Family leave may only be taken within one year of the birth or placement of the child with the employee. Furthermore, if both spouses are employed by the North Colonie Schools, the combined amount of leave for family leave or medical leave for a sick parent may be limited to twelve weeks. This limitation of twelve weeks does not apply to medical leave to care for a child or spouse or for an employee’s personal medical/sick leave.
The policy provides for unpaid leave during which the district will not pay the employee’s salary. The district will continue group health insurance benefits and continue to pay its share of health insurance premium benefits for the employee. The district may recover the premium paid if the employee does not return from the leave for a reason other than health or other circumstances beyond his/her c.9ntrol.
The district may require the use of accrued paid leave to be substituted for unpaid FMLA leave. The following chart shows the type of accrued paid leave which may be substituted for each type of FMLA leave.
|Types of FMLA Leave
|Accrued, Paid Leave Which may be Substituted
|Birth, adoption & foster care
|Vacation, personal & family
|Employee’s own serious health condition
|Vacation, personal & sick*
|Care of a Seriously Ill family member
|Vacation, personal, family*, & sick*
Note: Those types of accrued paid leave with an asterisk may be substituted for FMLA leave to the extent that the collective bargaining agreements permit that type of paid leave to be used for the purpose for which the FMLA leave is taken. For the purposes of FMLA, paid leave provided under a plan covering temporary disabilities is considered sick/medical leave. For specifics about whether accumulated sick leave can be used for leaves granted for disability or illness in the immediate family, please refer to the collective bargaining agreements with the separate bargaining units.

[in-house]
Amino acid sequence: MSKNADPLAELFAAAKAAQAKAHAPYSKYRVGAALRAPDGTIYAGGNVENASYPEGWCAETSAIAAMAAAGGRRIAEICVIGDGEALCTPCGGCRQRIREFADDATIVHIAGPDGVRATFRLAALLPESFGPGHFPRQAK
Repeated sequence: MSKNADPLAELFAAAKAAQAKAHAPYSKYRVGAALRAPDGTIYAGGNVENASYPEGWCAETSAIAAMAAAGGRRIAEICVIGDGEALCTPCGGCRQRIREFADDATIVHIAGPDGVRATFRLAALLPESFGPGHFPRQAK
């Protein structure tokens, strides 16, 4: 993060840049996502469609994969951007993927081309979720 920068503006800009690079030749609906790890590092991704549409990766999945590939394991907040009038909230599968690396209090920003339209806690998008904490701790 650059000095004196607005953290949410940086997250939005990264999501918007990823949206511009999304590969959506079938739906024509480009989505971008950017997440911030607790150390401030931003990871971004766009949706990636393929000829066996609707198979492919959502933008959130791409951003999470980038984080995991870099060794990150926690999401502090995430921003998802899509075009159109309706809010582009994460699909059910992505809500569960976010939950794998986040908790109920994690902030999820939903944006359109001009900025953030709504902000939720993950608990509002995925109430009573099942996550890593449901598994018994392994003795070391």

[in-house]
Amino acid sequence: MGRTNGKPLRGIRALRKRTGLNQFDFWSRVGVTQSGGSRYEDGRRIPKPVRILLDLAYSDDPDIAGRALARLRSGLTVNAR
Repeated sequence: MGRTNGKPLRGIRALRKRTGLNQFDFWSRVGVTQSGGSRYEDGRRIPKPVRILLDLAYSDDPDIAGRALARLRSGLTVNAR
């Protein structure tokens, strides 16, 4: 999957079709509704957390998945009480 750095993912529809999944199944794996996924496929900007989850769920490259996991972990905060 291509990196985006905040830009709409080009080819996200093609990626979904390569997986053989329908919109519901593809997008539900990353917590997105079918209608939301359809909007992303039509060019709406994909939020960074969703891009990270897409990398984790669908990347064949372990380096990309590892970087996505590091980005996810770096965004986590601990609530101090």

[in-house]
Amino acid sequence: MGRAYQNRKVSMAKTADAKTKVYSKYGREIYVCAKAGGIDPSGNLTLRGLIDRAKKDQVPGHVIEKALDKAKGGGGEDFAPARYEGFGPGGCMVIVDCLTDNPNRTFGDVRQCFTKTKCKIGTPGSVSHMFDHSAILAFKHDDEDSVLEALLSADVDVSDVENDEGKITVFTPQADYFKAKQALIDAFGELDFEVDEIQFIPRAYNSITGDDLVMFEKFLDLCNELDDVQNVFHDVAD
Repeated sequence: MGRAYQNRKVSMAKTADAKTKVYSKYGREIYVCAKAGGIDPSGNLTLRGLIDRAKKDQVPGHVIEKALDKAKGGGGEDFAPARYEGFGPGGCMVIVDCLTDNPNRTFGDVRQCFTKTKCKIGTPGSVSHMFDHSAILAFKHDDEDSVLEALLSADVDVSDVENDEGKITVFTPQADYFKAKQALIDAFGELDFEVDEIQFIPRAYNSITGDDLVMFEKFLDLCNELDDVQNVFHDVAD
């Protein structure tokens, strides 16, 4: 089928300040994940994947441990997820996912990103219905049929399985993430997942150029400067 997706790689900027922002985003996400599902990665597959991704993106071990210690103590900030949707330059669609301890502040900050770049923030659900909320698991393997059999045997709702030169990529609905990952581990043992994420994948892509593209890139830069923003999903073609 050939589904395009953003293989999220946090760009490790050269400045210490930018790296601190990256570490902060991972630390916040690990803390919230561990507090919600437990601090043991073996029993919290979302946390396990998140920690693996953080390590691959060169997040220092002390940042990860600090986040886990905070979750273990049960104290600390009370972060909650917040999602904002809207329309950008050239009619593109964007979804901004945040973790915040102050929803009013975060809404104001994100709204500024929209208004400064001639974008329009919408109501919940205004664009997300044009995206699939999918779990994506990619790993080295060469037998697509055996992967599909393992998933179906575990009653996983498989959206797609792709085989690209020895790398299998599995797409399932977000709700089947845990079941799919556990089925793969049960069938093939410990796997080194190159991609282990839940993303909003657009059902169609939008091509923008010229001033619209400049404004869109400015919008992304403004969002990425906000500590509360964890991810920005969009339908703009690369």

The employee must notify the Superintendent of Schools in writing of his/her request for leave at least 30 days prior to the date when the leave is to begin, when the leave is foreseeable. If the leave is not foreseeable then notice must be given as early as is practical. If the employee requests medical leave, reasonable attempts must be made to schedule treatment so as not to disrupt the district’s operations.
The employee who uses family leave is not entitled to use such leave on an intermittent basis or by a reduced work schedule. Intermittent leave may be provided for medical leave. However, the district can transfer the employee to a position which is equivalent but more suitable for intermittent periods of leave.
Instructional employees who have not provided the requisite notice for foreseeable intermittent or reduced leave may be required to take leave for a particular duration or to transfer to an alternative position.
Instructional employees are those whose principal function is to teach and instruct students in a class, small group or individual setting. If an instructional employee requests a leave near the end of an academic term, the district may require the leave to extend to the end of the term in the following circumstances: